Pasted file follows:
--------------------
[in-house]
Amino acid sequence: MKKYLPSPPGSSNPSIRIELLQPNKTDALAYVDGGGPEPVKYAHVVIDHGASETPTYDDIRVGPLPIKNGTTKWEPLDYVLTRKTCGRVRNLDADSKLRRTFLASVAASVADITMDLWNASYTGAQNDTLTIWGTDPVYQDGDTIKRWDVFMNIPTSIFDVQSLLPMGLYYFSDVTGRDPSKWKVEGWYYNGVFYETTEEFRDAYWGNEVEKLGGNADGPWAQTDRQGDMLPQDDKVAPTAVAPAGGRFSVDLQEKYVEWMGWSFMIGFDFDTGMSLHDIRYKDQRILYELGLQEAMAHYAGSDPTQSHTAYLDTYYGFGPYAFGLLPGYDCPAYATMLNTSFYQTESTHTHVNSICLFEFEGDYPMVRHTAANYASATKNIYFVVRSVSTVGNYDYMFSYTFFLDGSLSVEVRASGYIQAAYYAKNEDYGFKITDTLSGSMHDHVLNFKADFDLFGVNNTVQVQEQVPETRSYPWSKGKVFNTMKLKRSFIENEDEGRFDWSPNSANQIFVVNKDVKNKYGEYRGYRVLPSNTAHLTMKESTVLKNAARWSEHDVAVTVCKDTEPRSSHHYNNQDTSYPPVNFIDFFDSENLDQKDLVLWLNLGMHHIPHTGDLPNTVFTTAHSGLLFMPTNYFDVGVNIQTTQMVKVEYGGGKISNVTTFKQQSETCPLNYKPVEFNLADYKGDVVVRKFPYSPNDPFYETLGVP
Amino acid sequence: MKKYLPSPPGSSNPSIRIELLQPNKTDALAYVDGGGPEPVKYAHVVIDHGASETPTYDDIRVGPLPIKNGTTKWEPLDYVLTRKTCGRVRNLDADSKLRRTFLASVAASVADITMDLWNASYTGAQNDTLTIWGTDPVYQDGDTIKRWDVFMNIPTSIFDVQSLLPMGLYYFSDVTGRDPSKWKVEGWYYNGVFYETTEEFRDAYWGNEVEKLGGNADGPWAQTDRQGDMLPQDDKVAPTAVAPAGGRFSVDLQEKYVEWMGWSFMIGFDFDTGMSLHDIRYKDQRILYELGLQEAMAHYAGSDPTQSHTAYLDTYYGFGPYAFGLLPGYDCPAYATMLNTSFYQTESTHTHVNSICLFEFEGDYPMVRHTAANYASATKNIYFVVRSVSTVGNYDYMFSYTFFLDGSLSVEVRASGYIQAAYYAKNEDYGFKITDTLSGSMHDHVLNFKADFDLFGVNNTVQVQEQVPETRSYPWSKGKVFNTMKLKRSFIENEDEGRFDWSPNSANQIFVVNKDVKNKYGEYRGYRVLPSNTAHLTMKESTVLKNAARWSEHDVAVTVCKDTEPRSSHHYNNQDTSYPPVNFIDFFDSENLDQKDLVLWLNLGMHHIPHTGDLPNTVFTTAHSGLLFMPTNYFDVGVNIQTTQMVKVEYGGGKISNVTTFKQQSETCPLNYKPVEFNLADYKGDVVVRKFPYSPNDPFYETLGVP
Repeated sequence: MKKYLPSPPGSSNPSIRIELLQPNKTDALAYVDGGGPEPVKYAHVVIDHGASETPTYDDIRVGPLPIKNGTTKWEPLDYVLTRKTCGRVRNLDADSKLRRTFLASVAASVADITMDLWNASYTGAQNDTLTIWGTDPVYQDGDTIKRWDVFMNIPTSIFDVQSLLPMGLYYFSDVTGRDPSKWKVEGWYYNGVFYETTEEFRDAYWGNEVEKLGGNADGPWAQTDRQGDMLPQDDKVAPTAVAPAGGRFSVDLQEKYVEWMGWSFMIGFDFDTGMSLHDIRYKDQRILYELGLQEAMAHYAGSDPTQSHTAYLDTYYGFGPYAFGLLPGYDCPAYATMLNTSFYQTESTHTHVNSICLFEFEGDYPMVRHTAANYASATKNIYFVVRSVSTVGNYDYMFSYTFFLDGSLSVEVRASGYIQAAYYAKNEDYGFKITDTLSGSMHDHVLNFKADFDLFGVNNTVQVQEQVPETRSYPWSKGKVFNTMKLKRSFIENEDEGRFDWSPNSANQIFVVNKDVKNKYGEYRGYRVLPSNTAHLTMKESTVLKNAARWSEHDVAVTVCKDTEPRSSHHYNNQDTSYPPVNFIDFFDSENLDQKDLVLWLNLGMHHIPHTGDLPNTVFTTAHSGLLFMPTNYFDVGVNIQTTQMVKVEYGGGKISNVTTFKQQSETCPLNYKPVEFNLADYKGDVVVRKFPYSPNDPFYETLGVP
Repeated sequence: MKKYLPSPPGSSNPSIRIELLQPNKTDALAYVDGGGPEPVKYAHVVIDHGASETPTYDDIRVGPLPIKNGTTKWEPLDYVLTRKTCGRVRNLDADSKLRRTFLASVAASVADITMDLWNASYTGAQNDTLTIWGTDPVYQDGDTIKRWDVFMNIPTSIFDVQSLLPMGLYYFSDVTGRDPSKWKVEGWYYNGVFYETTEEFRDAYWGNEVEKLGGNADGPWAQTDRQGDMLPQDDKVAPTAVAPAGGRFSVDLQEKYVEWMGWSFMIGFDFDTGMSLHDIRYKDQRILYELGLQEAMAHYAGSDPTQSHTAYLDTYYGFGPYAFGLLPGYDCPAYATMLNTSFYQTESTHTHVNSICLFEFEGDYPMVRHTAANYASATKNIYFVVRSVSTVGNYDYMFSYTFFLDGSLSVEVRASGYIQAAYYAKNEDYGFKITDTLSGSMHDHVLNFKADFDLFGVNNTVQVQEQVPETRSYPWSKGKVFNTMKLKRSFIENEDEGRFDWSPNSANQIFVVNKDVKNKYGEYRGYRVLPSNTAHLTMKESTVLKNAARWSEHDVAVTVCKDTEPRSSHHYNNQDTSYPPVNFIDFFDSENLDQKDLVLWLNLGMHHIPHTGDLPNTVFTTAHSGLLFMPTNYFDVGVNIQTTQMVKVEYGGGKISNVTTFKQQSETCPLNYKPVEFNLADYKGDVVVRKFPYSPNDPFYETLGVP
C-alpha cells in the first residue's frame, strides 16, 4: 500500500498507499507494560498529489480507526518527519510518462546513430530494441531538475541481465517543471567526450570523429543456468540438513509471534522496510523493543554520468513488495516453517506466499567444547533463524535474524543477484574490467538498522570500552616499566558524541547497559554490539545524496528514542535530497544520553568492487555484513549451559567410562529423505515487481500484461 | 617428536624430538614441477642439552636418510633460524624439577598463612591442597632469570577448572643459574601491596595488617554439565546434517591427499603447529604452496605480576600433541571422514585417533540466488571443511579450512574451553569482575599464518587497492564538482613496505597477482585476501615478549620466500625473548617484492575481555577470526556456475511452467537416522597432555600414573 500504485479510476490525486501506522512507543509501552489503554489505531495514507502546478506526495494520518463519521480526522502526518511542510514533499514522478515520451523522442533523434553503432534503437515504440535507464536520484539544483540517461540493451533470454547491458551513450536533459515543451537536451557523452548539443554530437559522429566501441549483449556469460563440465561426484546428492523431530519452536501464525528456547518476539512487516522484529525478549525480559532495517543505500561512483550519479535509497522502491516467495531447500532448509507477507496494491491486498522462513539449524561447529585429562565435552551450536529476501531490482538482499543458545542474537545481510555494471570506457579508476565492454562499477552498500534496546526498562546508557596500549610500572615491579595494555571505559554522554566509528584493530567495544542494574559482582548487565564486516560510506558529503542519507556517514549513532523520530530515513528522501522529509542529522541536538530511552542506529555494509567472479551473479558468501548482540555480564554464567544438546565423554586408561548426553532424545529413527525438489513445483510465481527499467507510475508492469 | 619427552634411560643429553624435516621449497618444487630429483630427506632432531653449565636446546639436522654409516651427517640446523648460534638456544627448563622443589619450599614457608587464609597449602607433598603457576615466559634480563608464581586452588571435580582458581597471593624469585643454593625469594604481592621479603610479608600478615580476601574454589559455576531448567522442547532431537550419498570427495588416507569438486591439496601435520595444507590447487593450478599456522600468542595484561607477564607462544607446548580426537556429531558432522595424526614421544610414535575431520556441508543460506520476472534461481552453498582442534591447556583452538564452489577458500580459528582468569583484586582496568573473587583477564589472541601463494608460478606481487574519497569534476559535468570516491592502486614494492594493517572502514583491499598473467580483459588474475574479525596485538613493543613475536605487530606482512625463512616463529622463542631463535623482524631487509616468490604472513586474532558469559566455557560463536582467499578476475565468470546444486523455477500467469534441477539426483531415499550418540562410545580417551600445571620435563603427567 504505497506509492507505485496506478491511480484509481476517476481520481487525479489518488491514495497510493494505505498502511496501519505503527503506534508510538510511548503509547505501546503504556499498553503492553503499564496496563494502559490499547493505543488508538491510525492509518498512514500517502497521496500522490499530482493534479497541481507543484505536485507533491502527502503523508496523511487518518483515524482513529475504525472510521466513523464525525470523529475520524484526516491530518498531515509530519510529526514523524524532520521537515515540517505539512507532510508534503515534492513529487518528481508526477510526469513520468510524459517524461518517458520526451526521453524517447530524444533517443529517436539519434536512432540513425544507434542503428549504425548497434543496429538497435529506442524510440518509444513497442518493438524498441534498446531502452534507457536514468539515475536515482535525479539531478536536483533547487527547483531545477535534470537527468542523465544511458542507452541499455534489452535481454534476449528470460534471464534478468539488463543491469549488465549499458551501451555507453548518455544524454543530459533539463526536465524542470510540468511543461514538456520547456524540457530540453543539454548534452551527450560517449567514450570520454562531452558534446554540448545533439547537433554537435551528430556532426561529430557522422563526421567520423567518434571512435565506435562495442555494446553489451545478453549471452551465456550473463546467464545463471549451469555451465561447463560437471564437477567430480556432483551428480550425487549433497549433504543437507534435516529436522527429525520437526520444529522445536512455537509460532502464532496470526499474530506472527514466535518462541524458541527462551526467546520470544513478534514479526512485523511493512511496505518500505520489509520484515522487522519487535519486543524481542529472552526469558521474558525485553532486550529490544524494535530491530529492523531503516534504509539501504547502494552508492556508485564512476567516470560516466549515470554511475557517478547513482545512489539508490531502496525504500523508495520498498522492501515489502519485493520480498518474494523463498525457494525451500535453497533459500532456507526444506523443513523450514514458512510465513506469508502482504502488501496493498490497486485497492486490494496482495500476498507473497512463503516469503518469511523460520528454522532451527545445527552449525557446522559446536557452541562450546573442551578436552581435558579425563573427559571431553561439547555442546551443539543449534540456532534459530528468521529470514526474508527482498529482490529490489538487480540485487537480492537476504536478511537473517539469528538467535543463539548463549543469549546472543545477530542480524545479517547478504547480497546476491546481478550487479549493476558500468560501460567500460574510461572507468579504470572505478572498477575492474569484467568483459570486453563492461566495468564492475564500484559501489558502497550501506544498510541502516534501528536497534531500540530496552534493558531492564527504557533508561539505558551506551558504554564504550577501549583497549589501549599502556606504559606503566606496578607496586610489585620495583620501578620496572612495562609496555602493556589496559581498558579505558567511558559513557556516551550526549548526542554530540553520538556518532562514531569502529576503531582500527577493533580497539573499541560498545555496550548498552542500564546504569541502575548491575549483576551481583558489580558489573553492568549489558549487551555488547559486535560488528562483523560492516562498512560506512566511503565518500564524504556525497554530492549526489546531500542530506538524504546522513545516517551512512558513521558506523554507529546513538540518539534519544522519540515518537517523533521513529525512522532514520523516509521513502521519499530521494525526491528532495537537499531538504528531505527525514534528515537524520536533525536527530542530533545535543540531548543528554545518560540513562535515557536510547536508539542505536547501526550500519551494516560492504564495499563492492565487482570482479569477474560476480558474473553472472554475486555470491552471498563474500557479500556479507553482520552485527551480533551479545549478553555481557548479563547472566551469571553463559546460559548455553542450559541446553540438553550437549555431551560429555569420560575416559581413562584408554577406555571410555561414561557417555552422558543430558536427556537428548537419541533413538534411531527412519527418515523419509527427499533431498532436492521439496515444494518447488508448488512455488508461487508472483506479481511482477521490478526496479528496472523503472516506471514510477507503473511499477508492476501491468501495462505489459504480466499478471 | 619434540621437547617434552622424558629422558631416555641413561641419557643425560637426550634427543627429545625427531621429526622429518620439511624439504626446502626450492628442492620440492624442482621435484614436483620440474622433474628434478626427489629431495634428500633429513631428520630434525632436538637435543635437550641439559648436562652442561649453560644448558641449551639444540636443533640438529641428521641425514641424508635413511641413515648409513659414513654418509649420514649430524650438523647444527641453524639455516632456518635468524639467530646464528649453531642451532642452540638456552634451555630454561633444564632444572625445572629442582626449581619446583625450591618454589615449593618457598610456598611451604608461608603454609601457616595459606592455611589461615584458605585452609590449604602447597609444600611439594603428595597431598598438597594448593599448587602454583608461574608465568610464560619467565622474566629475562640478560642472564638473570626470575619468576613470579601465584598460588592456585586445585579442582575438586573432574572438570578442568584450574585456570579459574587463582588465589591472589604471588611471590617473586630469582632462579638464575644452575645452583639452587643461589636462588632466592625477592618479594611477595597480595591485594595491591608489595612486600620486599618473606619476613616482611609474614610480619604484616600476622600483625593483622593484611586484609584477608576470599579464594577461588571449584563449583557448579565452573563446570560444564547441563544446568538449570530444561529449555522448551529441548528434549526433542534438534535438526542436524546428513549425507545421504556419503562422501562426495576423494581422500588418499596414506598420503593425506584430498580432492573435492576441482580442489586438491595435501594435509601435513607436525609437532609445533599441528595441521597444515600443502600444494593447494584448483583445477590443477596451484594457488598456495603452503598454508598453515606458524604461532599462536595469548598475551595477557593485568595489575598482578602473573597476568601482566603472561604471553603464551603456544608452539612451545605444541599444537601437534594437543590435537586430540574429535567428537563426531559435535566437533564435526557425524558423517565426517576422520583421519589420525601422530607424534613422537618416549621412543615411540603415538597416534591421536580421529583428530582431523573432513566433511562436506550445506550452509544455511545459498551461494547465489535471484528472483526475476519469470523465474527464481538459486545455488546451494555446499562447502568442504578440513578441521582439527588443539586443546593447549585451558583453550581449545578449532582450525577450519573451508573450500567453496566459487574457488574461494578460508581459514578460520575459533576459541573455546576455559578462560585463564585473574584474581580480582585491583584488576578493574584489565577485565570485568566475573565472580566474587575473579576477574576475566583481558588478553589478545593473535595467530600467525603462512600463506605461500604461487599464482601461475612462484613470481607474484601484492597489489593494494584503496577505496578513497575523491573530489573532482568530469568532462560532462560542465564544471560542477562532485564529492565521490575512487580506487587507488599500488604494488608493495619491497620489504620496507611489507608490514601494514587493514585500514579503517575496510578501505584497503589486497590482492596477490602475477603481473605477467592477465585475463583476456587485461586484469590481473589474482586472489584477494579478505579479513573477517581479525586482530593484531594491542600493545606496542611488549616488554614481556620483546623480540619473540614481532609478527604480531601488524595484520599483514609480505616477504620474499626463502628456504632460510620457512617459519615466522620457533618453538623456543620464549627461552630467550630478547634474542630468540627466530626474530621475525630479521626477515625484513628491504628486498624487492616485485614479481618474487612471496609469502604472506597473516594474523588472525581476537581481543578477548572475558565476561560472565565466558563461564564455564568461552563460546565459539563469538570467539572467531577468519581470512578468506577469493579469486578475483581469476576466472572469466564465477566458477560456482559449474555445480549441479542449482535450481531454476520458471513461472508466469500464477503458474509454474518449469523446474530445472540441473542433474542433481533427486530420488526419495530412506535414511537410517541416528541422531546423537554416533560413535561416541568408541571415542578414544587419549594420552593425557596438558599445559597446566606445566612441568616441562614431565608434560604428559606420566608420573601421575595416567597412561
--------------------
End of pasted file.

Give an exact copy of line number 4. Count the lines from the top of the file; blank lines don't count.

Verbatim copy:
Repeated sequence: MKKYLPSPPGSSNPSIRIELLQPNKTDALAYVDGGGPEPVKYAHVVIDHGASETPTYDDIRVGPLPIKNGTTKWEPLDYVLTRKTCGRVRNLDADSKLRRTFLASVAASVADITMDLWNASYTGAQNDTLTIWGTDPVYQDGDTIKRWDVFMNIPTSIFDVQSLLPMGLYYFSDVTGRDPSKWKVEGWYYNGVFYETTEEFRDAYWGNEVEKLGGNADGPWAQTDRQGDMLPQDDKVAPTAVAPAGGRFSVDLQEKYVEWMGWSFMIGFDFDTGMSLHDIRYKDQRILYELGLQEAMAHYAGSDPTQSHTAYLDTYYGFGPYAFGLLPGYDCPAYATMLNTSFYQTESTHTHVNSICLFEFEGDYPMVRHTAANYASATKNIYFVVRSVSTVGNYDYMFSYTFFLDGSLSVEVRASGYIQAAYYAKNEDYGFKITDTLSGSMHDHVLNFKADFDLFGVNNTVQVQEQVPETRSYPWSKGKVFNTMKLKRSFIENEDEGRFDWSPNSANQIFVVNKDVKNKYGEYRGYRVLPSNTAHLTMKESTVLKNAARWSEHDVAVTVCKDTEPRSSHHYNNQDTSYPPVNFIDFFDSENLDQKDLVLWLNLGMHHIPHTGDLPNTVFTTAHSGLLFMPTNYFDVGVNIQTTQMVKVEYGGGKISNVTTFKQQSETCPLNYKPVEFNLADYKGDVVVRKFPYSPNDPFYETLGVP